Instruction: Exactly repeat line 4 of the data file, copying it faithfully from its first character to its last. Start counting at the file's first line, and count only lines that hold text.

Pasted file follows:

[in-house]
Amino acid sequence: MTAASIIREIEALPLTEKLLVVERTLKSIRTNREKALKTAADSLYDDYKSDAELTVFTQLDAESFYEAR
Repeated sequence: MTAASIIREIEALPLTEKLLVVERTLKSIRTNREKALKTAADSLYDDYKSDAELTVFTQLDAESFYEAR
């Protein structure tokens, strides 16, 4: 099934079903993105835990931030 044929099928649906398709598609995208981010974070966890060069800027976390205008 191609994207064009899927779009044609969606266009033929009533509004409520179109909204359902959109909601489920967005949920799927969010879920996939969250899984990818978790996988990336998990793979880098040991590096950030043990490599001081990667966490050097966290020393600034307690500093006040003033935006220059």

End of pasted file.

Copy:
């Protein structure tokens, strides 16, 4: 099934079903993105835990931030 044929099928649906398709598609995208981010974070966890060069800027976390205008 191609994207064009899927779009044609969606266009033929009533509004409520179109909204359902959109909601489920967005949920799927969010879920996939969250899984990818978790996988990336998990793979880098040991590096950030043990490599001081990667966490050097966290020393600034307690500093006040003033935006220059």